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Web slurs target teen suicide victim

Residents of a New York town are angry about the cyber bullying they believe led a teen to commit suicide.
Residents of a New York town are angry about online slurs made against a local teen that have continued even after she committed suicide.

A community reeling from the suicide of a popular high school senior turned its sorrow to outrage March 26 over a practice known as “trolling,” in which derogatory, hurtful comments are posted online against a person.

In this instance, a tribute site created for Alexis Pilkington, 17, of West Islip High School in New York was the target of insulting messages after her death.

“I think it’s horrible. It’s vicious. It’s cruel. It upsets me as a parent,” Lorraine Kolar said as she left a memorial service for Pilkington.

Classmates, relatives, and friends were incensed over what they called creepy, insensitive messages about Pilkington, many posted anonymously and also appearing on other internet sites since her death.

“It’s a disgrace,” said Cathi Musemeci, a close friend of the family. “I think it’s horrible. Let the girl die in peace.”

“Trolling is part of the dark side of cyberspace,” said Anne Collier, co-director of the Salt Lake City-based, a forum about safety issues on the internet and social web sites.

“It’s not necessarily tied to any school activity,” she said. “It’s quite anonymous and random and is usually seen as aggressive, egregious cruelty on the internet. The people who sit behind computers and do this are known as trolls.”

Pilkington received harassing internet messages even before she killed herself March 21. Her parents and other relatives insist she had been troubled for some time. They don’t believe the messages were a major factor in her death.

“It had nothing to do with that,” said Musemeci. “Lexi was in a lot of pain. She was hurting.”

Still,—a social networking site that was flooded with mean-spirited messages and graphic images—has been the target of much of the town’s anger.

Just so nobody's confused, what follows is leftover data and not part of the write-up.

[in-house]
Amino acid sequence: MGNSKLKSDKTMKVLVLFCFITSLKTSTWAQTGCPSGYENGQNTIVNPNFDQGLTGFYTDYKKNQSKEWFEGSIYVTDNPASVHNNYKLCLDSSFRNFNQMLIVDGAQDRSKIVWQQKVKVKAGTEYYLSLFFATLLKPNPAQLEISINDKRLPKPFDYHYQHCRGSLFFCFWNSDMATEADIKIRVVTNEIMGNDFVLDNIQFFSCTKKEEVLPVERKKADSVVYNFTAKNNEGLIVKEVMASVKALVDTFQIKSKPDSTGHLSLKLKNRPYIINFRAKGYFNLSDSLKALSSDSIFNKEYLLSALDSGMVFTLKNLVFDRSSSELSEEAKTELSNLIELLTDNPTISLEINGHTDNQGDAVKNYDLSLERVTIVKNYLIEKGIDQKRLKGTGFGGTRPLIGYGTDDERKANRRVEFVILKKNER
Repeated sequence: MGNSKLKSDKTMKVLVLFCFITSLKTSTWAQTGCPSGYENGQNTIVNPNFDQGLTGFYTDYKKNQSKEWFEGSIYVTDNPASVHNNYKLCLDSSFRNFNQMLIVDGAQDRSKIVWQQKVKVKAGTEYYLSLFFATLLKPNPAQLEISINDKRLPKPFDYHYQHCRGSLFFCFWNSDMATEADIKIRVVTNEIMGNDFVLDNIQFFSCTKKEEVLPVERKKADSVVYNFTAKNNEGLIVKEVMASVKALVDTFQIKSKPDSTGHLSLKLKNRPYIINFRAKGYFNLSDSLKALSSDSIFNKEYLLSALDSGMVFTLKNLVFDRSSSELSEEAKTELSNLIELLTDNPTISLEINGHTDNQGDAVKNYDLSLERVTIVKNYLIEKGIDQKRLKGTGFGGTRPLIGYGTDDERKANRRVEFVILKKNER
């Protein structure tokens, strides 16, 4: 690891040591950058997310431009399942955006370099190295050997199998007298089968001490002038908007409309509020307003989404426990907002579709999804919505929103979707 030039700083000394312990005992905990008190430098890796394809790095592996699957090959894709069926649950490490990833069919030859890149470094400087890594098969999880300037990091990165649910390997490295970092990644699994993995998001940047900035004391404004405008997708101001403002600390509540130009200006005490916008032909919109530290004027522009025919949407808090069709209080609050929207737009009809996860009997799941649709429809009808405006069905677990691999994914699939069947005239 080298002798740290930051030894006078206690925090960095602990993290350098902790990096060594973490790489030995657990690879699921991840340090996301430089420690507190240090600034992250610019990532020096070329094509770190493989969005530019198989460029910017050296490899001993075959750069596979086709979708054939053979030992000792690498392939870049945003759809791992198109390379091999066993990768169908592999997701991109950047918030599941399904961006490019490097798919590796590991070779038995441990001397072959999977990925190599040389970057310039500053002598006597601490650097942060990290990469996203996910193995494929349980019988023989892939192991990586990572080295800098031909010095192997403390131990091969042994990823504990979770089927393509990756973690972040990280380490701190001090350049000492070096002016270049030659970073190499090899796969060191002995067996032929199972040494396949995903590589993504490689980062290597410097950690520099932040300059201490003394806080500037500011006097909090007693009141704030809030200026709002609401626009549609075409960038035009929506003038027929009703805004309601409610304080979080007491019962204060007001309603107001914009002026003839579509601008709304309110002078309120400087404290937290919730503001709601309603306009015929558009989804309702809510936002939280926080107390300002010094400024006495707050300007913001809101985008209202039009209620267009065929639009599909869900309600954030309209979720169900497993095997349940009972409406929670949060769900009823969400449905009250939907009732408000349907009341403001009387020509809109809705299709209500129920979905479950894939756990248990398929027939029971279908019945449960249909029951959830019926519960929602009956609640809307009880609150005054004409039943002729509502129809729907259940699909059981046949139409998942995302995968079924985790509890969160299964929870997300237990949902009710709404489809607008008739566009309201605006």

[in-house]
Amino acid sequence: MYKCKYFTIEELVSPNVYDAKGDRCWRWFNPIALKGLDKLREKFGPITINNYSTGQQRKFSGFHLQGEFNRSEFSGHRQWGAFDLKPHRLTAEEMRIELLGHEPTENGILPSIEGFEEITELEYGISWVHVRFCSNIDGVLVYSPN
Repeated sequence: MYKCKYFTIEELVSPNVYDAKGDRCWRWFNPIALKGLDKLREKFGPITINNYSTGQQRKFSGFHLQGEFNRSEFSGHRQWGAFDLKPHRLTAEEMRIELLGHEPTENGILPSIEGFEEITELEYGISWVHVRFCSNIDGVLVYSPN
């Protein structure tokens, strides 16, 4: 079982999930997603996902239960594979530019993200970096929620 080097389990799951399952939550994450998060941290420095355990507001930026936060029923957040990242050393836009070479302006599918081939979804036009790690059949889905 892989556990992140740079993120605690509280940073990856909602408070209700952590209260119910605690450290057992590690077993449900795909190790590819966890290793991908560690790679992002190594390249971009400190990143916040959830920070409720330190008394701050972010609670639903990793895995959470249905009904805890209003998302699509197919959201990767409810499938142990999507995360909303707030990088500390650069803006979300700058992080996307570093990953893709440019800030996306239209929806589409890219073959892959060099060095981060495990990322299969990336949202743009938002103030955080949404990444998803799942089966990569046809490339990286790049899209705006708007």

About two dozen West Islip High School students sported white T-shirts March 26 painted with neon green and orange lettering declaring “Boycott Formspring and gathered petitions outside the school.

“We just want it off the internet,” said organizer Billy Crawford, a West Islip senior. “If you have anything to say to somebody, there’s no reason you shouldn’t say it to their face.”

A Formspring spokeswoman said the company has changed its service in response to the incident. Users now can decide whether to decline anonymous questions or allow them. They also can opt to allow them only from a user who is logged into the system, said spokeswoman Margit Wennmachers.

Some Facebook postings, which are not anonymous, also came under scrutiny for negative comments posted about the girl after her death. Facebook spokesman Andrew Noyes said the company does not condone cyber bullying, and he said Facebook would disable accounts that are found to be intimidating others.

Frank Stallone, deputy chief of detectives for the Suffolk police, said the department’s computer crimes unit was investigating. He said it is often difficult to prosecute such cases, though.

“Sometimes being offensive or crude doesn’t always amount to doing something illegal,” he said. Also, he added, “trolling” is difficult to prosecute, because offenders “could come from any place in the world.”

Stallone said that unless a Pilkington family member files a complaint, the police cannot do much.

More than 15 states have laws making cyber bullying a crime or making it easier to investigate or prosecute, according to the National Conference of State Legislatures. New York does not have such a law, although a bill has been proposed to stiffen penalties for hazing if it occurs online.

Federal legislation has been proposed that would give prosecutors the ability to punish people who use electronic means to engage in severe cyber bullying—defined as repeated, hostile, and severe communication made with an intent to harm. But lawmakers are unsure how such a law might be enforced without violating free-speech rights.

A California appeals court earlier this month ruled that threatening posts made by readers of a web site are not protected free speech, allowing a case charging the posters with hate crimes and defamation to proceed.

Note to readers:

Don’t forget to visit the Securing Student Laptops for Safe Learning resource center. Technology is an essential part of a 21st-century education for both teachers and students, and district 1-to-1 computing initiatives and laptop lending programs are on the rise. Most of the focus falls on how these mobile computers and handheld devices will help enhance teaching and learning. However, how a district manages its technology can have a significant impact on its budget. Go to:

Securing Student Laptops for Safe Learning

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